Its beginning in November 2012 was rather shaky. The break with Anna Hazare, the face of the popular movement against corruption, must have been difficult. The need for a party arose from the belief that the existing system favoured the status quo and the entrenched participants did not want radical change. The AAP decided that it would be the change it wanted to see. It quickly went about doing things differently, right from designing its organisational structure to putting forward its programme of action. It also had an internal code of conduct, as well as a statement of how it was different from other political parties.
The AAP hit the ground running and began its campaign almost immediately. The Delhi gangrape case, it must be mentioned, helped it sustain its momentum and also move away from the shadow of Hazare. Arvind Kejriwals much-publicised fast against inflated electricity bills in March this year pushed it into campaign mode. In terms of organising for elections, the party distinguished itself from others in three ways: an open and transparent system of candidate selection, fund collection and manifesto preparation. The rest, as they say, is history.
However, the AAPs success must be put in perspective. The odds that it would fail were much higher than the chances that it would succeed. We know that entry barriers for new parties in systems that use the first-past-the-post (FPTP) system are high. Studies of electoral rules have shown that there is a double negative at work, in terms of both low incentives and high costs. While it may be relatively easy to win a seat or two and this might explain why we see a large number of independent candidates in the fray coordinated wins by a new party over a large number of constituencies are extremely difficult. First, there is the psychological barrier. It is hard to create mass sentiment regarding the possibility of a new party succeeding. Most voters would consider whether their preferred choice was viable, and would rather not waste their votes. Consequently, they would vote strategically, assuming that their favoured choice may not come to power and therefore, the advantage to the established parties is phenomenally high.
From studies elsewhere, we also know that media coverage can make or break parties. Many new parties often do not find space and simply fizzle out. The AAP appears to have managed the media very well. It helped that it had several known personalities within the party. The costs of running an effective campaign, as well as finding party workers, are supposed to be another deterrent. From autorickshaw advertisements to social media campaigns, the AAP got it right. But most important was the fact that it had a dedicated set of volunteers, most of whom were first-time participants in politics. The AAPs internal surveys must have not only played an important role in keeping the morale of its volunteers high but also in breaking the psychological barrier mentioned earlier.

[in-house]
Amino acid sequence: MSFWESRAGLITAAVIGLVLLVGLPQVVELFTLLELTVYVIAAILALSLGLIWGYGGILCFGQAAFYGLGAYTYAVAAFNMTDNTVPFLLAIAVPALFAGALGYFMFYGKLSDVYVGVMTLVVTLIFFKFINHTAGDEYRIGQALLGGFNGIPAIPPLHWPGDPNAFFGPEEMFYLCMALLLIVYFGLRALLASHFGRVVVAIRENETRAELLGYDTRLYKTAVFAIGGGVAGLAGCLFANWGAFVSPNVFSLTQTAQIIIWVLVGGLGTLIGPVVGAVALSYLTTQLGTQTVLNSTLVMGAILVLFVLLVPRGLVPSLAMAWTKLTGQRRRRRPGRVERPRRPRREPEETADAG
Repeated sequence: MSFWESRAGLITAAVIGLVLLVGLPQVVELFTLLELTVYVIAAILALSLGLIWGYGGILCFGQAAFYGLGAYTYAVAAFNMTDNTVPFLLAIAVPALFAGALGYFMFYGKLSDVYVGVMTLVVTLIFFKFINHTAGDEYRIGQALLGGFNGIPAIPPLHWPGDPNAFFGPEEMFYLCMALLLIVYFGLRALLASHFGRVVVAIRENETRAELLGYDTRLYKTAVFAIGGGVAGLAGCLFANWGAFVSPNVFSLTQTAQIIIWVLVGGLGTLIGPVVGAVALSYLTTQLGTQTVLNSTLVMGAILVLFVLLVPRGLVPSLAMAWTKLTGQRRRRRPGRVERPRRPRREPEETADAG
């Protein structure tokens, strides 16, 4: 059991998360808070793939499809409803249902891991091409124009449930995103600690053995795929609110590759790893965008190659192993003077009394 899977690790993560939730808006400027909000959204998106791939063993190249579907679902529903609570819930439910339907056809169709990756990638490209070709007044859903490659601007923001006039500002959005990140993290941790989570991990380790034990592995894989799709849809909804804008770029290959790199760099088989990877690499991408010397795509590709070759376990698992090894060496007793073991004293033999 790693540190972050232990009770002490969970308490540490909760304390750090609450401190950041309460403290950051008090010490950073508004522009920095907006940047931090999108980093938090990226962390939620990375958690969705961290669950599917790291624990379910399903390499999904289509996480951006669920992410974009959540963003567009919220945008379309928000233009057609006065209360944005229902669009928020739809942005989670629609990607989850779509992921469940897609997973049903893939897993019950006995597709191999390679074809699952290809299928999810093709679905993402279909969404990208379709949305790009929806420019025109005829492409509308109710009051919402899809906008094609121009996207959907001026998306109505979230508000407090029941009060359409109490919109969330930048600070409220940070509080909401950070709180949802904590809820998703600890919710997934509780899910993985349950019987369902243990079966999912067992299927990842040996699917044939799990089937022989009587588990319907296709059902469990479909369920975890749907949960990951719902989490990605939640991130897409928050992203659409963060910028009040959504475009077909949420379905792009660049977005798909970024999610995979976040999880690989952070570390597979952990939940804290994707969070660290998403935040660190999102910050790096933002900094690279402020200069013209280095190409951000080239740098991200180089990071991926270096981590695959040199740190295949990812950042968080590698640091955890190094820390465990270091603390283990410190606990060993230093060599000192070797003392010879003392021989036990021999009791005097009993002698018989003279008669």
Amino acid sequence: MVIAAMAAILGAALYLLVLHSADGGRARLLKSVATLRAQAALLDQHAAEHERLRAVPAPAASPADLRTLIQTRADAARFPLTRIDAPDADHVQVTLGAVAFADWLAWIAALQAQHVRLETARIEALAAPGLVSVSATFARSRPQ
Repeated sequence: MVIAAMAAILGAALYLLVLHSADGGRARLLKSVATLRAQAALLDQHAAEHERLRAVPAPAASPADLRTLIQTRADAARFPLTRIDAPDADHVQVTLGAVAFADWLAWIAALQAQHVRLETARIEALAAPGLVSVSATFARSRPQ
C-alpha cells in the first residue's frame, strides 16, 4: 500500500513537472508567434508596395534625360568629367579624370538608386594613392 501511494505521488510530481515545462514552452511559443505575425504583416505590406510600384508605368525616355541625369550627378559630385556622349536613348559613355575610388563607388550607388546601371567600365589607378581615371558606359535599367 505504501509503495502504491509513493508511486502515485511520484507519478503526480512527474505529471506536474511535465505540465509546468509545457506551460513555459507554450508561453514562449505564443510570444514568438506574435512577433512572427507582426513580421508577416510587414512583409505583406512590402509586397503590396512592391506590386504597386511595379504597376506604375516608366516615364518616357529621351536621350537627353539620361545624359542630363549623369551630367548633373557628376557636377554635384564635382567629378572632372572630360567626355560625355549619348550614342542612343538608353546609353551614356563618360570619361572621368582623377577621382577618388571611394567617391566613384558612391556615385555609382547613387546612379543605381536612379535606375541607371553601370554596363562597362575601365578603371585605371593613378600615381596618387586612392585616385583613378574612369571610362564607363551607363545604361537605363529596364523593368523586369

While the entry of parties may be difficult in an FPTP system, ideas put forward by new entrants can always be adopted, adapted and incorporated by existing competitors, thereby removing any novelty. The BJPs tactics in Delhi highlighted how it moved from ignoring the AAP to gradually adopting some of its issues, concerns and strategies. The high entry barriers may also explain why it will be difficult for the AAP to spread across the country. Replicating this model across India would be a stupendous task.
The AAPs success must not be judged on whether it has formed a government, but simply by how its participation has challenged established models of electoral politics. It has shown that new ideas can be introduced and electoral politics can be conducted differently. Its leader took on a three-time chief minister and thus underscored the seriousness of the task at hand. Most importantly, it has shown that money is not everything. What is more important is the message, as well as genuine and committed volunteers. The success of the AAP has shown that established parties, if unchallenged, can act as cartels and even begin to take their support bases for granted. The AAP has shaken up the BJPs moribund state unit in Delhi and given the Congress a lot to think about.
The AAP is probably in an unprecedented position for a new party. Many new parties at the state level have either gone on to form the government or been wiped out. The AAP has, on debut, probably become the main opposition party. This is a challenge and may suit the AAP and its mode of functioning. At the same time, it also gives it an opportunity to learn and transform itself from a party of the ground to a party of office.
The writer is with the department of political science, University of Hyderabad.